Why do we wave palms on Palm Sunday?

by Fr. George Teodoro, S.J.  |  03/23/2024  |  Why do we do that?

The procession of palms is an ancient tradition from many different cultures. People would line the streets waving palms to greet a ruler when they came to the city, or to hail a victorious general returning from battle. Palms and laurel branches were symbols of goodness and victory. Thus, when Jesus entered into Jerusalem before his Passion, the people of Jerusalem were continuing this ancient form of praise.


Palm Sunday of the Lord's Passion

by Kathryn Mulderink  |  03/23/2024  |  Gospel Reflection

What more can be said about today’s Gospel? We hear the proclamation of this Gospel in several voices, to help us enter into these final days of Jesus’ earthly life. The scheming of the chief priests and scribes before the Passover, the woman with the alabaster jar of oil prefiguring the anointing of his body for burial, Judas’ plan to betray him, the Last Supper and Jesus’ knowledge that he would soon be betrayed, the institution of the Eucharist so that he could remain with us until the end of time, Jesus’ prediction that the apostles would be scattered and their faith shattered. And then, all the events of Jesus’ profound Passion and Death.


A Lenten Stewardship Reflection: Compassion

03/17/2024  |  Gospel Reflection

A central theme in the Gospel of Luke and a very good one for Lenten meditation is the notion of compassion. More than any other Gospel, Luke reveals the compassionate nature of Jesus Christ. Jesus said it emphatically and without mincing his words: “Be compassionate just as your Father is compassionate” (Luke 6:36, New Jerusalem Bible).


Q. Why do we have to go to confession with a priest? Why not just say “I’m sorry” to God in private prayer?

03/17/2024  |  Why do we do that?

As Catholics, we have an incarnational faith. We believe that Christ truly was made flesh and dwelt among us, and that each of us as humans are a union of body, mind, and spirit. Each of our sacraments has an incarnational component to it: the bread and wine of the Eucharist, the oils used for anointing, the water of baptism, etc. St. Augustine said that a sacrament is an “outward and visible sign of an inward and invisible grace.”


Q. What is purgatory? Why do Catholics believe in it, rather than just heaven and hell?

03/10/2024  |  Why do we do that?

From the foundations of Christianity, there was a belief that there were two options for the afterlife – the reward of Heaven for the just, and the pains of Hell for the unjust. And while these concepts are clear in the Gospels and easy to understand, there wasn’t much specific instruction for who goes where, other than the judgment scenes found in Matthew (24), Mark (13), and Luke (21) – “whatever you did for the least of my people, that you did to me.”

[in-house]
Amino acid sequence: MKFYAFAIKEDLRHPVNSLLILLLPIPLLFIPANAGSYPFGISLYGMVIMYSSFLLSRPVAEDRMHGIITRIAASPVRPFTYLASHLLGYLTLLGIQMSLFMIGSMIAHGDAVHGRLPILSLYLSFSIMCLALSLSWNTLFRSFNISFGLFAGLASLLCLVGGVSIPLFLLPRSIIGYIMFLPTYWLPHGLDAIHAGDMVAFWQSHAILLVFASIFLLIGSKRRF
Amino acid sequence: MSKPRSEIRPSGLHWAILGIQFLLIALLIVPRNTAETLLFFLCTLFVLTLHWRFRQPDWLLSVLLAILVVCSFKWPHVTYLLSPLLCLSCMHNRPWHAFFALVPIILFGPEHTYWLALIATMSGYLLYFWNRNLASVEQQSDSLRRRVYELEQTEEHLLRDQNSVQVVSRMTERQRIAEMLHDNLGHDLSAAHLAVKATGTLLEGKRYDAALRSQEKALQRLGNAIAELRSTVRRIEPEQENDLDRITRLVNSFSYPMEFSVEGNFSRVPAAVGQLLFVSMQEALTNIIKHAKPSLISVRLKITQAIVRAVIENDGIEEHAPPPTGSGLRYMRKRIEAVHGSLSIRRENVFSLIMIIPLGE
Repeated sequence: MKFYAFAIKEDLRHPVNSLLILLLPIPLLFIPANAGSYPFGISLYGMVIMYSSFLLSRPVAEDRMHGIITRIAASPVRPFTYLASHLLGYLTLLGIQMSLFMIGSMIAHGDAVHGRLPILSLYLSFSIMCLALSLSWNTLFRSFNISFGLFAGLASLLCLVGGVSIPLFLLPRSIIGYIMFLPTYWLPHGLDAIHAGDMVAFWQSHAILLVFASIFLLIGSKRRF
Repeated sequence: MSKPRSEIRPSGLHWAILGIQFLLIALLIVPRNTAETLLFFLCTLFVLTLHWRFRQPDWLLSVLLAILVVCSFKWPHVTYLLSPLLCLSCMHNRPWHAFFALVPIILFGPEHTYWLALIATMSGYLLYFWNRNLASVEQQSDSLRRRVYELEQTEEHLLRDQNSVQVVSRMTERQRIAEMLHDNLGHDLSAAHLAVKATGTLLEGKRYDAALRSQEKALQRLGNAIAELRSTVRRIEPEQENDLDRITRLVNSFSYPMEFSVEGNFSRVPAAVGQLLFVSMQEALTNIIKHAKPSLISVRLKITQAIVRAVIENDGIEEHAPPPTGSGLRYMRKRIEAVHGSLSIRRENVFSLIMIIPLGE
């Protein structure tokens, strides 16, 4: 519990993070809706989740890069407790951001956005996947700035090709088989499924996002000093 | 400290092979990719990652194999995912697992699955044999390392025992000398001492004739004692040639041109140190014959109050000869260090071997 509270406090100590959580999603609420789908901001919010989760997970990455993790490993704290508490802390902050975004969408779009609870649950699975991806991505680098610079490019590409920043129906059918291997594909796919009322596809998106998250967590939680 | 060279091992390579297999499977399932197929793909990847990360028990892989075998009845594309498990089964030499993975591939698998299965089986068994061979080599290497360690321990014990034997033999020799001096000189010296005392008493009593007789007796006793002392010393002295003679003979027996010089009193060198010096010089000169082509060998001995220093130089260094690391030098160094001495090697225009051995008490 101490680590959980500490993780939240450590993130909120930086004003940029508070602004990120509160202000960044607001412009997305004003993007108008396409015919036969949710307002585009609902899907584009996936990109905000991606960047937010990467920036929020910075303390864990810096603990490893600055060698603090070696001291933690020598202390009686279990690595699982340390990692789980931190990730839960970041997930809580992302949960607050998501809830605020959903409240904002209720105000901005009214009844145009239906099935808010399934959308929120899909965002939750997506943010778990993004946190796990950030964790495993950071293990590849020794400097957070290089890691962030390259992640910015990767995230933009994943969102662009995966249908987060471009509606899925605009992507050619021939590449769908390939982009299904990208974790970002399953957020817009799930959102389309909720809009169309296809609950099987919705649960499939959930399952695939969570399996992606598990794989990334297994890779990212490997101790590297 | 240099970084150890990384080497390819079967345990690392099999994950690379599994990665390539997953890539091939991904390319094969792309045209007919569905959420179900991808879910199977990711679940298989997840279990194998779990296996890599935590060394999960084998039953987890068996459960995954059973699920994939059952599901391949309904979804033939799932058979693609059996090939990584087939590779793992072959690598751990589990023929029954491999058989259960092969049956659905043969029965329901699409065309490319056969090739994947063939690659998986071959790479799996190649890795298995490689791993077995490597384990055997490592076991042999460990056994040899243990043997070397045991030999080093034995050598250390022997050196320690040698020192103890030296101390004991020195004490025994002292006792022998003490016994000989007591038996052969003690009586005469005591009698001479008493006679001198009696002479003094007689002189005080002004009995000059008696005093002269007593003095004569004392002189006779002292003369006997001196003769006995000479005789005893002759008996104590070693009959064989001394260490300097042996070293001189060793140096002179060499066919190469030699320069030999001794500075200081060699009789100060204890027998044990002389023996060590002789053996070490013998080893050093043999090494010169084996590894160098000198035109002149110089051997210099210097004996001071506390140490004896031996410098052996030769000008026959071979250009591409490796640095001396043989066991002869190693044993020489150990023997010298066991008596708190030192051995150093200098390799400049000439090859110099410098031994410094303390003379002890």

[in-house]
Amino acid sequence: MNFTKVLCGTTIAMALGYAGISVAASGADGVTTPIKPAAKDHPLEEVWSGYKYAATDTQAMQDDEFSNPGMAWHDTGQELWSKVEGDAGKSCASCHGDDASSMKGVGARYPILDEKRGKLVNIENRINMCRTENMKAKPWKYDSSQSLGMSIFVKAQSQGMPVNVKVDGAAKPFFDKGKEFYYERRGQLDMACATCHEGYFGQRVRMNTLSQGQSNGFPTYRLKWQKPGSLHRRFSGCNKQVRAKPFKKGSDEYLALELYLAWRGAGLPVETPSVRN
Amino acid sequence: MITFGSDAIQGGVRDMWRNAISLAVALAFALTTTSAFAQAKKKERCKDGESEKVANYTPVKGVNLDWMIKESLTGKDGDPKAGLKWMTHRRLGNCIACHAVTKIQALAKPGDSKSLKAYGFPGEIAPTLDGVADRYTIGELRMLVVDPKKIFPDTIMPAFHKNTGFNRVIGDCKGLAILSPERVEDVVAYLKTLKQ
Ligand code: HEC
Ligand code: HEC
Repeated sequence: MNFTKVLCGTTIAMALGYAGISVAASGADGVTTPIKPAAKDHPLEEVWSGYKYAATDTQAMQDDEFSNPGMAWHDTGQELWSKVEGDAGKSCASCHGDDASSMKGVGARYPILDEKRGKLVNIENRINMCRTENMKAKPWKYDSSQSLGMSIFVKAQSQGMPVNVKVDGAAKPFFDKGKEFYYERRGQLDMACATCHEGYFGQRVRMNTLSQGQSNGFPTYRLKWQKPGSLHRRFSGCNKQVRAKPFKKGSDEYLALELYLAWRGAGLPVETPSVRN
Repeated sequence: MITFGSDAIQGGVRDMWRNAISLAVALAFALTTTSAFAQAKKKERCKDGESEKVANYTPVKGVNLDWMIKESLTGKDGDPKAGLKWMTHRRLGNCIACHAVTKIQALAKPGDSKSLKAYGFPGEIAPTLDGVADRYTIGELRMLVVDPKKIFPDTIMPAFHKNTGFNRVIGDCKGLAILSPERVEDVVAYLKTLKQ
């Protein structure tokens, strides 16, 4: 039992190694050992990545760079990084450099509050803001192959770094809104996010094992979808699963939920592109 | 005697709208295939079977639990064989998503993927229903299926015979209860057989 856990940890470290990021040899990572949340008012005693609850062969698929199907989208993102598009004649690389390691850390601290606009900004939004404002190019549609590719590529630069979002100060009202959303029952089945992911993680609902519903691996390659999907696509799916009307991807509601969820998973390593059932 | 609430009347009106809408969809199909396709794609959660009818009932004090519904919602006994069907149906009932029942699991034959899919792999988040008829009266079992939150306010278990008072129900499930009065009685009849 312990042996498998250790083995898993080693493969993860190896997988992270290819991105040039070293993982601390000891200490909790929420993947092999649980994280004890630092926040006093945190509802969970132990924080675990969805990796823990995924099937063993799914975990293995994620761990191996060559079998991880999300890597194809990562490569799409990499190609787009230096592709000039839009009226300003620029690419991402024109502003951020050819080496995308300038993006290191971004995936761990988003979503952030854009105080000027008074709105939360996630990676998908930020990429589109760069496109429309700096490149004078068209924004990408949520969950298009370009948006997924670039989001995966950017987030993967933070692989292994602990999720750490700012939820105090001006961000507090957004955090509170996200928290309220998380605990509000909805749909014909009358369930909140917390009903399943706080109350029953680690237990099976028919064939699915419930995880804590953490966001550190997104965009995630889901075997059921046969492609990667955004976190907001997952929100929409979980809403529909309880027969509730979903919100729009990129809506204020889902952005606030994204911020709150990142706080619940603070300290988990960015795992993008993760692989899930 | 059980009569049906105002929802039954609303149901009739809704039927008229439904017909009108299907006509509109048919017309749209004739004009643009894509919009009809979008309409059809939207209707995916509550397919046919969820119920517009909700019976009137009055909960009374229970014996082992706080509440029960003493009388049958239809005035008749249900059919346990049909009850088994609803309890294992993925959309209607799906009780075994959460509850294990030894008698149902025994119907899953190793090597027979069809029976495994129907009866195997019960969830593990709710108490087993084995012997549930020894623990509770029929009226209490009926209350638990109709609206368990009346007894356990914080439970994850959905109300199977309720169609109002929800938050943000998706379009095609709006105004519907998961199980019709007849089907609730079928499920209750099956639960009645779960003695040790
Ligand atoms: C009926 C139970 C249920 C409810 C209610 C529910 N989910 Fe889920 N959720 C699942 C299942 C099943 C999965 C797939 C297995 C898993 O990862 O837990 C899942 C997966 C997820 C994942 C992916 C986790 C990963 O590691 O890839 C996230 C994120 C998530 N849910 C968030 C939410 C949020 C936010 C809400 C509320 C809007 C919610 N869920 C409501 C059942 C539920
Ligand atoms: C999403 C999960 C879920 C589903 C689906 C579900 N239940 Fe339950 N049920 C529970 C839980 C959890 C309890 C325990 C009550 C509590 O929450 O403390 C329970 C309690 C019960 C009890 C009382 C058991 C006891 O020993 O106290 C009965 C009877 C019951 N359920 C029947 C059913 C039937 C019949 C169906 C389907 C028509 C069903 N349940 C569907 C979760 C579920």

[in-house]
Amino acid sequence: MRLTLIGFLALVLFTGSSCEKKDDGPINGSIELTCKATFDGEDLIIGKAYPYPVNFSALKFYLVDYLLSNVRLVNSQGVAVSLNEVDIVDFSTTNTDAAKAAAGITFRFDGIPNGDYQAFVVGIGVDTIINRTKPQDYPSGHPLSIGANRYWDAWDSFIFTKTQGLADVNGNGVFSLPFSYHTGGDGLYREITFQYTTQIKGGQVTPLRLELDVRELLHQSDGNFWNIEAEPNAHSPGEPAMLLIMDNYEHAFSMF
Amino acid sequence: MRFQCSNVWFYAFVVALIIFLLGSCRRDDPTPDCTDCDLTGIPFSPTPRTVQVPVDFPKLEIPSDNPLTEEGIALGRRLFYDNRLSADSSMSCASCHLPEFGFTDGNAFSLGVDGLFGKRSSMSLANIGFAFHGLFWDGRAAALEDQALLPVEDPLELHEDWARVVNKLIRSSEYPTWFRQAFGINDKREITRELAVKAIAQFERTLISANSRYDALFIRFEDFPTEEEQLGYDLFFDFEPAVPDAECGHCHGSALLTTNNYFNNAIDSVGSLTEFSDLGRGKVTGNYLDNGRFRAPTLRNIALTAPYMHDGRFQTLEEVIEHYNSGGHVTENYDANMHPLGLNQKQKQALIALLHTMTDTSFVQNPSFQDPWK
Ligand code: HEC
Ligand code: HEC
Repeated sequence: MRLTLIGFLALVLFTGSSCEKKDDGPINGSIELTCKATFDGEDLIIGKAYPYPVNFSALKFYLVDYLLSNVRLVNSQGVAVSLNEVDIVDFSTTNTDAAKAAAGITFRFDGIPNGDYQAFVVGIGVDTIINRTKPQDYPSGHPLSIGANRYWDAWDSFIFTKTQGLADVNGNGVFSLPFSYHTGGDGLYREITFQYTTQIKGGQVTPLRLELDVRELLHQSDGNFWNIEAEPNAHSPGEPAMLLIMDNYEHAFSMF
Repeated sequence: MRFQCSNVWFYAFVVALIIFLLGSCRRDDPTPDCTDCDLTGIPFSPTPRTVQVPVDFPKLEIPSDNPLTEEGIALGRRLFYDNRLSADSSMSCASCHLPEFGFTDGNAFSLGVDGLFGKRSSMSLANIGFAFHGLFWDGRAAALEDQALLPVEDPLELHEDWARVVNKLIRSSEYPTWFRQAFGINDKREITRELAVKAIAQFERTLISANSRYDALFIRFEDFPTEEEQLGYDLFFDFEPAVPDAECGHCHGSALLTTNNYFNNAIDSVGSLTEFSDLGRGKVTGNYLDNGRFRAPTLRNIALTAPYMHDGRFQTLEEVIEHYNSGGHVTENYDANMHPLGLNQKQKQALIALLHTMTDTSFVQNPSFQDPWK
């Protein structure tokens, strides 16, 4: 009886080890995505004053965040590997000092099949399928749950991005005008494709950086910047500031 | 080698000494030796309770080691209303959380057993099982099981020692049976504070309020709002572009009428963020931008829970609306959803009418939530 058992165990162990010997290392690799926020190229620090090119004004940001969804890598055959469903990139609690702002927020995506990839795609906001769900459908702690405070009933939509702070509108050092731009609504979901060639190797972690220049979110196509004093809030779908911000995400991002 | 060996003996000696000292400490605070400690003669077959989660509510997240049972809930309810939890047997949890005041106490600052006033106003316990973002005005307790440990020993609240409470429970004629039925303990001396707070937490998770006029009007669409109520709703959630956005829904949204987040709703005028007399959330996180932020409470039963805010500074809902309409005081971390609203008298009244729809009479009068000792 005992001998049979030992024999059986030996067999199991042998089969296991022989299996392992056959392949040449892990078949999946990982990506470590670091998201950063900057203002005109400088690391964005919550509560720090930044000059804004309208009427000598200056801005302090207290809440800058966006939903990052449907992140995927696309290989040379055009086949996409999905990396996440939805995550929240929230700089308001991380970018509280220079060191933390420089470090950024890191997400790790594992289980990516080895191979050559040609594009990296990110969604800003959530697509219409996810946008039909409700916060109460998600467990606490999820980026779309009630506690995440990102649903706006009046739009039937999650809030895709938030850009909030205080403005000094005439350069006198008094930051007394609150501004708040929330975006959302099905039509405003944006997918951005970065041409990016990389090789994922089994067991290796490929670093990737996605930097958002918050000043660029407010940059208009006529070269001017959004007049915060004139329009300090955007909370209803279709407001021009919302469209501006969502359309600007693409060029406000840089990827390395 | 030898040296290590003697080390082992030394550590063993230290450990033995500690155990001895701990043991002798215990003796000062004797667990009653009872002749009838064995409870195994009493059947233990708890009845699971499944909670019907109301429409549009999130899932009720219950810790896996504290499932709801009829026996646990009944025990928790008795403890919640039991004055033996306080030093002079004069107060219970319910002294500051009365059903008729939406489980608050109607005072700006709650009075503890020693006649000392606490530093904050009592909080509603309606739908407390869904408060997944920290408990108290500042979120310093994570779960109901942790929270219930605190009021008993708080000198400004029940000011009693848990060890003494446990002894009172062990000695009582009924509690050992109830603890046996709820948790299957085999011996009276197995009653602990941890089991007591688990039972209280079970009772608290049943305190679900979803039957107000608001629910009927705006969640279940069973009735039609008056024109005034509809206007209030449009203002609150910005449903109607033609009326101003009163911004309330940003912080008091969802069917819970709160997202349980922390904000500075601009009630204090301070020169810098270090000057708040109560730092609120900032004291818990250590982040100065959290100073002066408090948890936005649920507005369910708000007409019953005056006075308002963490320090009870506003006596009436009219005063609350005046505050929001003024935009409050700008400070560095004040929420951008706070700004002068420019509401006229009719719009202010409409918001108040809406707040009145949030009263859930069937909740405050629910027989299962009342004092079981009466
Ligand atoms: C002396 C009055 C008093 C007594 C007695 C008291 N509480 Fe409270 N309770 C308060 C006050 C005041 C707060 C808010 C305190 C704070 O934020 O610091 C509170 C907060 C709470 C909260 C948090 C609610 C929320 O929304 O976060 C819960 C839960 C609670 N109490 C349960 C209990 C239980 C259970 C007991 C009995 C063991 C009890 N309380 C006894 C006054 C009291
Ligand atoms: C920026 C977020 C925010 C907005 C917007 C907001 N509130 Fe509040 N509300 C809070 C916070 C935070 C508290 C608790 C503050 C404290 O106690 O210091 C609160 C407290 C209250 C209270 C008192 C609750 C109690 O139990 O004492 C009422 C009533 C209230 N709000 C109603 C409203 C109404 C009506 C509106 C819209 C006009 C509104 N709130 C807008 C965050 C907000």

Within a couple of centuries, Christians wanted more specificity about sin and how to get into heaven. St. Jerome came up with the categories of venial sins and mortal sins to try to describe differences in the gravity and nature of our choices. He used the metaphor of debt – that to one creditor we may own just a few coins, while to another we may owe 10,000. By the Middle Ages, theologians became very exact in which sins required what amount of penance.


Fourth Sunday of Lent - Saying, Doing, or Being?

by Tom Schmidt  |  03/10/2024  |  Gospel Reflection

St. Paul tells us in his letter to the Ephesians that we are saved through grace: God’s actions of sending his Son to die for us, and raising Jesus from the dead show the love God has for us. It comes entirely from God. We are saved by our faith in Jesus, but even that faith comes from God. So when Paul says that no one can boast about being saved, he means that we can’t add up our good deeds like reward points for heaven. He also means that we can’t brag about our faith because we can recite the creed or answer an altar call. So if being saved is not a matter of saying the right things, or doing good deeds, what is it?


He Understands Us Well

by Kathryn Mulderink  |  03/03/2024  |  Gospel Reflection

Jesus came to save. From what? From sin, yes. From death, yes. But he goes to the very root cause of those things in every word and action of his life – and the root is hypocrisy and egoism, which is pride. In order to restore and defend man’s authentic relationship with God, Jesus must cleanse us from everything that gets in the way of that relationship, particularly whatever detracts from authentic faith and sincere worship. He came to save us from ourselves and our own contradictions.


Q. Why don’t we sing the Gloria or the Alleluia during Lent?

03/03/2024  |  Why do we do that?

Alleluia in Hebrew means “Praise God!” And obviously, the words of the Gloria come from the song of the angels at Christmas when they proclaim “Glory to God in the highest and on earth peace to people of good will!” Both songs, therefore, are expressions of joy – the celebration of God’s saving work and the proclamation that the Kingdom of God is at hand here in our Church, even as we await the Kingdom of Heaven which is our Christian reward. The Kingdom is already here, even though we have not yet seen it in its fullness.